Yesterday’s water-saving strategies are increasingly today’s codes. LEED v4 teams will need to dig deeper for water savings, potentially with added cost premiums. However, water savings, in addition to being common sense in response to water stresses in various locations, often have favorable payback periods.
Notes on Rainwater Capture
The reclaimed rainwater/graywater calculation is based on a 35,000 ft2 roof in the Boston, Massachusetts area (42” annual precipitation) and capturing 50% of the total precipitation over the course of the year, for a total of 458,150 gal/yr.
Water quantity captured will vary based on building location, roof size and capture percentage. When figuring capture percentage, remember that there will be times that the tank is already full when it is raining and the tank cannot hold more water. There may also be dry periods when it needs potable water make-up. The calculation assumes a three-story office building with 700 occupants, 350 Men and 350 Women, with urinals in all men’s rooms, sinks at coffee stations and kitchenettes, and employee showers at changing rooms.
Although rainwater capture and reuse is very feasible, many jurisdictions will require projects to install treatment systems and separate piping same as is required for graywater. However, rainwater has some advantages: it does not require as much treatment as graywater, nor does it have the odor issue. Local authorities may require metering, especially if sewer charges are based on water consumption.
Municipalities are increasing requirements for onsite stormwater management, contributing to cost synergies and reduced LEED cost premium. We have completed projects using reclaimed stormwater where the tank was actually required by local authorities mandating that the project install stormwater detention in order to prevent the building from overwhelming the already stressed storm drainage infrastructure. Once the tank was required, the LEED premium becomes simply the pump, filtration, and separate water piping.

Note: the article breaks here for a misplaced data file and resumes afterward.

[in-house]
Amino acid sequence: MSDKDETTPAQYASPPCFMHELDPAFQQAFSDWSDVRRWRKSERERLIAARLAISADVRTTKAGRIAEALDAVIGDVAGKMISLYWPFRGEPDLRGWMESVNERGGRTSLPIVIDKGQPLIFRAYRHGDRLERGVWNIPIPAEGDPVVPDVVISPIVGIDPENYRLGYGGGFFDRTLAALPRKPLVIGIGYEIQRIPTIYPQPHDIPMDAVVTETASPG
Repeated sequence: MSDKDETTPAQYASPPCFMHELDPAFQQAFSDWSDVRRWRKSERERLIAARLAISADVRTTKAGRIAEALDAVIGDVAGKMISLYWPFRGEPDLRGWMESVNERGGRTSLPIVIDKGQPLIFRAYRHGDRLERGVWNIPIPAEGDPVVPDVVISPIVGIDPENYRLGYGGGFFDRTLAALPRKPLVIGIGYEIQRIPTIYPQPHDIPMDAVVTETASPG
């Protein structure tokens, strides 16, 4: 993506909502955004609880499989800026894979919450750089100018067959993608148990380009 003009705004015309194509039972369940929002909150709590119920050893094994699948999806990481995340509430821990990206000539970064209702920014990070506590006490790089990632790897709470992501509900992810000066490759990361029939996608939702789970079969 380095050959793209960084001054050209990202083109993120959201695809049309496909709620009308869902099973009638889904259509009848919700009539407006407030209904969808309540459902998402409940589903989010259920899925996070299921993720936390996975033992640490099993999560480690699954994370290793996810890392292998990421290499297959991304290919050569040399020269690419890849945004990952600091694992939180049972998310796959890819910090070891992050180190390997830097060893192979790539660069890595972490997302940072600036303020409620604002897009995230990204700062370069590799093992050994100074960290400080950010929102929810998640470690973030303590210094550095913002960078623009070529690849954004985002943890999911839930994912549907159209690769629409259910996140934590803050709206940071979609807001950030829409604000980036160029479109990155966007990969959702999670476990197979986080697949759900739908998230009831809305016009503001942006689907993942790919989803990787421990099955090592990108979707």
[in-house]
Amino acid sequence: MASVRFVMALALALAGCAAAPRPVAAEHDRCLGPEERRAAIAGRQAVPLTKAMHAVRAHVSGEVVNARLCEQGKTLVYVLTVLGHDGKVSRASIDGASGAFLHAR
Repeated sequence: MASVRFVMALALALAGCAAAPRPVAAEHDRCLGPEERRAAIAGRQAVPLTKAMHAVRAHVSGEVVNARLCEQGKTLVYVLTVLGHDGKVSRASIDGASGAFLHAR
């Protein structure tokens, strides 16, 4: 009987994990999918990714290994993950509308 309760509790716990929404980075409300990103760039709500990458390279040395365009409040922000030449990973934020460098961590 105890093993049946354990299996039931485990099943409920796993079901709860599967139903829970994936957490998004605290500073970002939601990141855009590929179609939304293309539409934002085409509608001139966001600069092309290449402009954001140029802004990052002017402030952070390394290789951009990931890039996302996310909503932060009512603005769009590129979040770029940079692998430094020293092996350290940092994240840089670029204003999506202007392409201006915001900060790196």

Note that reclaimed water is only considered under WEc2. Prerequisite compliance is based on fixtures only.
Notes on the Cumulative Water Savings Calculation
The cumulative water savings table shows the water savings in percent as calculated by the LEED Online template calculator for a few combinations of fixtures. It assumes one selection of each type of plumbing fixture from the table above. LEED water calculations are based on the occupancy count (actual or default) in the building, and not on the number of plumbing fixtures.
While it is beyond the scope of this study to calculate the water savings for each and every combination of the fixtures listed, we have included some standard combinations so the reader can see how changing the fixture affects the water savings.
The first few combinations use standard 1.6 GPF toilets and baseline 0.5 GPM lavatory faucets, and show the savings gained by changing the sink and showerhead flows. Only when the toilet is changed to 1.28 GPF, and the lavatory faucets are reduced to 0.35 GPM along with reducing the urinal to 0.5 GPF can we see savings that can meet the minimum for the prerequisite in WEp2.
By additionally reducing the showerhead to 1.8 GPM, we see savings that can achieve one point in LEED v4. By incrementally reducing the showerhead and kitchen sink to 1.5 GPM, we see two points are achieved. A third point is achieved by further reducing the urinal flow to 0.125 GPF (pint-per-flush). Changing to a dual flush 0.8 / 1.6 GPF toilet and a waterless urinal will achieve four points.
That’s the limit of savings and points awarded for projects that only use standard fixtures; in order to get higher savings, a project will need to consider composting toilets or reclaimed or reused stormwater or graywater.
Note that commercial buildings must use 0.5 GPM flow faucets as a baseline. Residential projects may use a 2.2 GPM faucet as a baseline. The residential option was not included in our cumulative cost savings table; those projects could see greater savings than are shown there.
LEED v4 incorporates water use from appliances and interior processes, including laundry, dishwashing, and HVAC systems. Residential projects should consider the use
of Energy Star rated dishwashers and clothes washers. Commercial projects must weigh the impact of energy saved by using evaporative cooling or condensing, versus the cost of water used, treatment systems and chemicals, and sewage costs (treated water should be discharged to sanitary systems, not to stormwater systems or direct to groundwater recharge).
LTc6: Bicycle Facilities (showers)
SSc4: Rainwater Management
EAp2/EAc2: Minimum/Optimize Energy Performance